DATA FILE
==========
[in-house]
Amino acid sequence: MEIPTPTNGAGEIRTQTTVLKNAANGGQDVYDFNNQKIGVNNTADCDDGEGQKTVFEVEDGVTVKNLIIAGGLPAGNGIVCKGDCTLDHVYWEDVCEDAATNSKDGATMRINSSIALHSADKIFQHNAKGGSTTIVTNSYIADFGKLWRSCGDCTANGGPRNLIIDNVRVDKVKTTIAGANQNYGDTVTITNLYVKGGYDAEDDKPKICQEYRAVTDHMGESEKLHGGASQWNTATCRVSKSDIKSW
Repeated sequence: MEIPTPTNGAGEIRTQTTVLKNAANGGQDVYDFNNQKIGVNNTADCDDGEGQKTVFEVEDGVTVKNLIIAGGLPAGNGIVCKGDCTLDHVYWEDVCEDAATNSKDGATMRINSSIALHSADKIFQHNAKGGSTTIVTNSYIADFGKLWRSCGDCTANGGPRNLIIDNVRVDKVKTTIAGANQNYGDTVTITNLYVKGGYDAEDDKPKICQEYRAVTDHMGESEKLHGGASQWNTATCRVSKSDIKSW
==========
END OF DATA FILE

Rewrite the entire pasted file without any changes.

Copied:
[in-house]
Amino acid sequence: MEIPTPTNGAGEIRTQTTVLKNAANGGQDVYDFNNQKIGVNNTADCDDGEGQKTVFEVEDGVTVKNLIIAGGLPAGNGIVCKGDCTLDHVYWEDVCEDAATNSKDGATMRINSSIALHSADKIFQHNAKGGSTTIVTNSYIADFGKLWRSCGDCTANGGPRNLIIDNVRVDKVKTTIAGANQNYGDTVTITNLYVKGGYDAEDDKPKICQEYRAVTDHMGESEKLHGGASQWNTATCRVSKSDIKSW
Repeated sequence: MEIPTPTNGAGEIRTQTTVLKNAANGGQDVYDFNNQKIGVNNTADCDDGEGQKTVFEVEDGVTVKNLIIAGGLPAGNGIVCKGDCTLDHVYWEDVCEDAATNSKDGATMRINSSIALHSADKIFQHNAKGGSTTIVTNSYIADFGKLWRSCGDCTANGGPRNLIIDNVRVDKVKTTIAGANQNYGDTVTITNLYVKGGYDAEDDKPKICQEYRAVTDHMGESEKLHGGASQWNTATCRVSKSDIKSW